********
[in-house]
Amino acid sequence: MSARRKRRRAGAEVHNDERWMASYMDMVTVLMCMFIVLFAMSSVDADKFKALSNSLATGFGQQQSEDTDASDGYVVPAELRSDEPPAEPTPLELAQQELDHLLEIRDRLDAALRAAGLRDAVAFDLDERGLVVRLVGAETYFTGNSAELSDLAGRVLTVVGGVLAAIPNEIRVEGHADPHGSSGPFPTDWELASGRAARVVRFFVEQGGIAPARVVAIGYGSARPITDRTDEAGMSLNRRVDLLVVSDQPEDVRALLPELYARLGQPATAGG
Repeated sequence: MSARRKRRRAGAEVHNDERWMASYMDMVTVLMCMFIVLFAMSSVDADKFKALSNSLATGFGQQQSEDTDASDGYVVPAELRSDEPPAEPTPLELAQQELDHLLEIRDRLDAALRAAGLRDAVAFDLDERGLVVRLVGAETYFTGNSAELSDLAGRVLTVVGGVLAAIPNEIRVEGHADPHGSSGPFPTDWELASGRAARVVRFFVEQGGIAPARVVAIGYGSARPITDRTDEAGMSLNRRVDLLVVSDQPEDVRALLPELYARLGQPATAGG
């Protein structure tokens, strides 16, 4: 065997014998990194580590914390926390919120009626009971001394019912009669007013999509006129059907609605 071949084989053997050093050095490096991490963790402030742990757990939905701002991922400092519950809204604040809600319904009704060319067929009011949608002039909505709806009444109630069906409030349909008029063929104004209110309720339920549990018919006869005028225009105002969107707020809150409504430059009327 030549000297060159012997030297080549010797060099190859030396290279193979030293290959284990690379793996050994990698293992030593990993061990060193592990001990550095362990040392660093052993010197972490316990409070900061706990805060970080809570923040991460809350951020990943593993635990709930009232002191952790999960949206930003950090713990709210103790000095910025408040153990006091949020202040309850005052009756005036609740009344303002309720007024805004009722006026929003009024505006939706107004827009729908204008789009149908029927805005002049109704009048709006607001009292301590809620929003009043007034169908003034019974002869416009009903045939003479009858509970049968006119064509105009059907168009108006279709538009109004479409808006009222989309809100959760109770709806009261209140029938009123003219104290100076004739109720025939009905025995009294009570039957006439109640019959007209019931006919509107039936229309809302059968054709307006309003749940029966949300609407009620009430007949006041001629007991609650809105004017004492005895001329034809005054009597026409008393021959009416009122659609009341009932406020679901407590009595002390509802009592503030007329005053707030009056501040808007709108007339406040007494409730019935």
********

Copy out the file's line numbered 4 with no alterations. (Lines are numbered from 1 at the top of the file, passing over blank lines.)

């Protein structure tokens, strides 16, 4: 065997014998990194580590914390926390919120009626009971001394019912009669007013999509006129059907609605 071949084989053997050093050095490096991490963790402030742990757990939905701002991922400092519950809204604040809600319904009704060319067929009011949608002039909505709806009444109630069906409030349909008029063929104004209110309720339920549990018919006869005028225009105002969107707020809150409504430059009327 030549000297060159012997030297080549010797060099190859030396290279193979030293290959284990690379793996050994990698293992030593990993061990060193592990001990550095362990040392660093052993010197972490316990409070900061706990805060970080809570923040991460809350951020990943593993635990709930009232002191952790999960949206930003950090713990709210103790000095910025408040153990006091949020202040309850005052009756005036609740009344303002309720007024805004009722006026929003009024505006939706107004827009729908204008789009149908029927805005002049109704009048709006607001009292301590809620929003009043007034169908003034019974002869416009009903045939003479009858509970049968006119064509105009059907168009108006279709538009109004479409808006009222989309809100959760109770709806009261209140029938009123003219104290100076004739109720025939009905025995009294009570039957006439109640019959007209019931006919509107039936229309809302059968054709307006309003749940029966949300609407009620009430007949006041001629007991609650809105004017004492005895001329034809005054009597026409008393021959009416009122659609009341009932406020679901407590009595002390509802009592503030007329005053707030009056501040808007709108007339406040007494409730019935």